OPEN ROAD FILMS (2017)
Director: Hallie Meyers-Shyer
Starring: Reese Witherspoon, Nat Wolff, Jon Rudnitsky, Pico Alexander, Lake Bell, Reid Scott, Dolly Wells, Michael Sheen, Candice Bergen, Jen Kirkman
“Girls, it’s my birthday. Let’s just have fun.”
Probably thinking about having a glass of wine, a cheeseboard, maybe a movie?
The fun here includes snaring a toyboy, mainlining shots all night, allowing three strangers to live rent-free in your guesthouse and eventually finding peace with yourself.
Alice Kinney (Witherspoon) is at a crossroad in her life. She’s just turned 40, is estranged from her music producer husband Austen (Sheen), has two daughters to raise, moved her life from New York to LA, lives in the constant shadow of her late film director father and is struggling to launch a new business (aaaaand…breathe). Taken out by her friends for a girl’s night, she meets young, handsome filmmaker Harry (Alexander) and they hit it off. Waking the next morning with Harry in her bed, and his two friends/colleagues George (Rudnitsky) and Teddy (Wolff), kipping on her couch, Alice realises she’s too far removed from her youth and contemplates what’s really important to her. When her mother, Lilian (Bergen), appears and entrances the boys with her stories of Hollywood’s past, they soon find themselves invited to live in the guesthouse whilst they find their feet and develop their debut feature film.
As time passes, the guys become close to Alice and her children, but things change when Austen decides to show up unannounced.
The debut flick from Hallie Meyers-Shyer, Home Again is a fairly typical rom-com in terms of execution and narrative, but there are some fun, minor deviations from the standard conventions – the conclusion being the main variance. It can be hard to relate to 'well-off' types on-screen whose sole purpose to exist is to be relatable – to see those who have no fiscal concerns struggle where the grass is greener isn’t always the most engaging trope, however, a simple, professional performance from Witherspoon alleviates many of those issues. As with all movies of its type, don’t expect too much sense throughout – for example, allowing three strange dudes to stay in your guesthouse? Around your kids? After a heavy night? – But there is a need to toss your seriousness at the door before you enter and, hey, that’s not always such a bad thing, is it?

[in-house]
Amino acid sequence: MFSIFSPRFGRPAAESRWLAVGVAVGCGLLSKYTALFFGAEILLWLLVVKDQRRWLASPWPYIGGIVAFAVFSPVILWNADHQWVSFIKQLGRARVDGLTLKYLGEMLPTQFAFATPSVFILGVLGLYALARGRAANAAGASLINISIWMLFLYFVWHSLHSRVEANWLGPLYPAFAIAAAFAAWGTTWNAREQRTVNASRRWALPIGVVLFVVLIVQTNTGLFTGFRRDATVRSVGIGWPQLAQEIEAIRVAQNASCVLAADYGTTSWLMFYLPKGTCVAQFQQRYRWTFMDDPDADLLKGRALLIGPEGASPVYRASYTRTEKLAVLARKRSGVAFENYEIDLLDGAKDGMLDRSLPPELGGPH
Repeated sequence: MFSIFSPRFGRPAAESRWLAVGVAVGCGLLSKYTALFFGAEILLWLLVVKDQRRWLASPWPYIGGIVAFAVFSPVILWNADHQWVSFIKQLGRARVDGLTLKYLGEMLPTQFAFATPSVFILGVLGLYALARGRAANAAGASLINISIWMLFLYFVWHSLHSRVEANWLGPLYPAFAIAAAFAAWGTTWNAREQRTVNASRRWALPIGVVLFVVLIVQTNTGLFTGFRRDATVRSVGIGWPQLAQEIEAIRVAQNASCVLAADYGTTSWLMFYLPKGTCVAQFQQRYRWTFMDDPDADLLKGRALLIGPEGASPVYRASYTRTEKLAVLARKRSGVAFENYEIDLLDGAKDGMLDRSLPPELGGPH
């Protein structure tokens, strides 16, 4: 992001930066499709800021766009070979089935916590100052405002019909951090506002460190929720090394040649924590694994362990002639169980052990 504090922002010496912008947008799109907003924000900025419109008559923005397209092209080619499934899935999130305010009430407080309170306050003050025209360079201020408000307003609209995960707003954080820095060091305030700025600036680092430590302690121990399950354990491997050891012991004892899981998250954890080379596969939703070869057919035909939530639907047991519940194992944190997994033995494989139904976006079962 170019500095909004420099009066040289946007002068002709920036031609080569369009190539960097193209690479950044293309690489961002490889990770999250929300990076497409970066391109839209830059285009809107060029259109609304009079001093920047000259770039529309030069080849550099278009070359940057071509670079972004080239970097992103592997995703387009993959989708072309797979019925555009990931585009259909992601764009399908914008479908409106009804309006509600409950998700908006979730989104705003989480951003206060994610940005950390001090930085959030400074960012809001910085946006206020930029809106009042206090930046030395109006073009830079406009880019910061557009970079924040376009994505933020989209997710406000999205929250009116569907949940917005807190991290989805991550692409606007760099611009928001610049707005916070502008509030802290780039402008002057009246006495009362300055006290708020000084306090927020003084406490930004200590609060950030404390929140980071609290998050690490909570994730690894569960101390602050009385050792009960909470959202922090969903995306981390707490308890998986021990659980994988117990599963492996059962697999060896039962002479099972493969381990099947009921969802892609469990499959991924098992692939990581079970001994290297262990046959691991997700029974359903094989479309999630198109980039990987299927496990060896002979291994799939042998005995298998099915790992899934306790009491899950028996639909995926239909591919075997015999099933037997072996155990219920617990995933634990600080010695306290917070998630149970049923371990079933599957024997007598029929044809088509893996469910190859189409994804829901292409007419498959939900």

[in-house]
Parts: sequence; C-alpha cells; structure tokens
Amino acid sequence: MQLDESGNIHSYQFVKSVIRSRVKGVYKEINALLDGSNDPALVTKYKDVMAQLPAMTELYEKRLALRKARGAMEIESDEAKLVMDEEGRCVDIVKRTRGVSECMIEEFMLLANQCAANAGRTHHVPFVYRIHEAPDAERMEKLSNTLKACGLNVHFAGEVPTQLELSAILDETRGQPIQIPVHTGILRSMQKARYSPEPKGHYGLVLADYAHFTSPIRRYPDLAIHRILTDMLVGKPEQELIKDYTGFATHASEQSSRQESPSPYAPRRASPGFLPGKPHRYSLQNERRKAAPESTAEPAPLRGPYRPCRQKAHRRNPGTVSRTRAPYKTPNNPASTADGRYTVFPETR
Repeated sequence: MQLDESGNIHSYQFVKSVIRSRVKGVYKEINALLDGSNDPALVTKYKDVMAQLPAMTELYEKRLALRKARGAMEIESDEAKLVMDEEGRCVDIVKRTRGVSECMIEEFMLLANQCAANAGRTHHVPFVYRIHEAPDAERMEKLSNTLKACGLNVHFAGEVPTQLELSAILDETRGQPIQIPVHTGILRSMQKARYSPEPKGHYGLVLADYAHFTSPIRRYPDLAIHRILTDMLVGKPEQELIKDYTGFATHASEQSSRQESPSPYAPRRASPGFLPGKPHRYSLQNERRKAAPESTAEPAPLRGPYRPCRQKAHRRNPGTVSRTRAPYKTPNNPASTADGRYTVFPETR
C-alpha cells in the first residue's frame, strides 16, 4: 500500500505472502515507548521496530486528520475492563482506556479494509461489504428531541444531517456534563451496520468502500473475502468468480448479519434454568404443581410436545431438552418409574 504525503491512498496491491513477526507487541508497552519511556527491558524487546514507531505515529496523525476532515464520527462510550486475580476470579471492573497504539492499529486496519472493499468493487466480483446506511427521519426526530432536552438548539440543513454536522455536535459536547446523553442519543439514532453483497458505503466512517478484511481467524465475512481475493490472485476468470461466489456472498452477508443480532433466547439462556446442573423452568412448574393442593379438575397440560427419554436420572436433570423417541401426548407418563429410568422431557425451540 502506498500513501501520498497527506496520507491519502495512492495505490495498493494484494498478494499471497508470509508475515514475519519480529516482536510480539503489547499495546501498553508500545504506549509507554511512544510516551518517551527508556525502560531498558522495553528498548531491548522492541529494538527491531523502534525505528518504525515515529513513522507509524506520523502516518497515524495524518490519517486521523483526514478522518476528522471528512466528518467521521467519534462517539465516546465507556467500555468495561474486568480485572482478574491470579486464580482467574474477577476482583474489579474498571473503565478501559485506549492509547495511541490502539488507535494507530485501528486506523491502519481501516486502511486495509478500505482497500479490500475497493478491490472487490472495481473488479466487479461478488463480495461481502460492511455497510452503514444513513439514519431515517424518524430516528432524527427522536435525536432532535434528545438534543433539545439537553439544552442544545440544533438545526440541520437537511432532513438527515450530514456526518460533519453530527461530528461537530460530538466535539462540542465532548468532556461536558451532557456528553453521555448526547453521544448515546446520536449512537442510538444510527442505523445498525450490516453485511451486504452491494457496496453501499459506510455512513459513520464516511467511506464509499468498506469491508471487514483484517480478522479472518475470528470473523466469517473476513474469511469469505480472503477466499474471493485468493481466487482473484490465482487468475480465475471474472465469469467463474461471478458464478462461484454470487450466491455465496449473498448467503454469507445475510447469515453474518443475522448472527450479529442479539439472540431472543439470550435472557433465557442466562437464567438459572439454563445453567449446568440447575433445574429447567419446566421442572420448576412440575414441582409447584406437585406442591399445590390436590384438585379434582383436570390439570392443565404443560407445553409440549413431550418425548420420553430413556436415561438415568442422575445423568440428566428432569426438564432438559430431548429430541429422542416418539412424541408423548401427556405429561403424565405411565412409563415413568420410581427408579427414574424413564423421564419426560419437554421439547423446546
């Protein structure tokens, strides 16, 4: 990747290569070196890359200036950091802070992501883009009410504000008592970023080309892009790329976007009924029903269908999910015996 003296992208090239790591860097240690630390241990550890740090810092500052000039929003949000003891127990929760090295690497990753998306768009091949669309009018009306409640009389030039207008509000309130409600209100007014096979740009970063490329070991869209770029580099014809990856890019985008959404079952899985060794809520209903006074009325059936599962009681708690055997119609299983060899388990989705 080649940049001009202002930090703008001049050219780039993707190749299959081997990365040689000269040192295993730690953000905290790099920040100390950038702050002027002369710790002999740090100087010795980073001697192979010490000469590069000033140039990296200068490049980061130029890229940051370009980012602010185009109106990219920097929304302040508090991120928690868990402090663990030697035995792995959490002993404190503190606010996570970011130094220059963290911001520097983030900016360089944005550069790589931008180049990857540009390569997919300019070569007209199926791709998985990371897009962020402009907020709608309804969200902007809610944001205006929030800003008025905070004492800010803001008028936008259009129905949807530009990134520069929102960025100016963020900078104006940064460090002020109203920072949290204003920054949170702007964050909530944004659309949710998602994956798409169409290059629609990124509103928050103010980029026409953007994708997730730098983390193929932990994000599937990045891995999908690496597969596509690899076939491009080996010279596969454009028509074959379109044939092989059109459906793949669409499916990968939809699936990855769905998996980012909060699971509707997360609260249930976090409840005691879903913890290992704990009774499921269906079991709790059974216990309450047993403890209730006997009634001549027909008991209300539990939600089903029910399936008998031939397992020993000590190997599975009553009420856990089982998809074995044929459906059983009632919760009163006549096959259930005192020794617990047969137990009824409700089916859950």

Witherspoon anchors the movie in a role that she could play in her sleep and the three guys are all able in their performances – Jon Rudnitsky was the stand out of the three and Nat Wolff is far better here than he was in Death Note, whereas Pico Alexander has a whiff of Hayden Christensen/Anakin Skywalker about him as he woos his prey. Bergen and Sheen also pop up in efficacious supporting roles to flesh out the movie.
For a comedy, Home Again is short on laugh-out-loud moments, settling for quieter gags or simple interaction humour and for the most part manage to hit their marks. There’s a greater emphasis placed on the life crises faced by Alice – what is important to her, and where should she be focusing her attention – and the unfolding romances and filmmaking quandaries and, again, for the majority of scenes, these are successful enough. There’s plenty of cheese to be found, so if you don’t mind a bit of pongy Gouda, then you’ll be fine.
As the various plot threads battle for supremacy, they are tied together somewhat by a vintage score, harking back to the glory days of black and white movies and days long gone – probably inspired by Alice’s father's career. There’s a nice nostalgic feel slathered across the movie (including the overall look) and I’m a sucker for lavish strings and soaring scores.
Home Again is a bright and breezy rom-com to simply be enjoyed with a glass of wine, and is absolutely, definitely not to be taken too seriously – if you do, then the movie will fall flat almost instantly. It’s inoffensive and enjoyable as you watch it but probably won’t stick around in your brain once it’s over.
November 28th 2017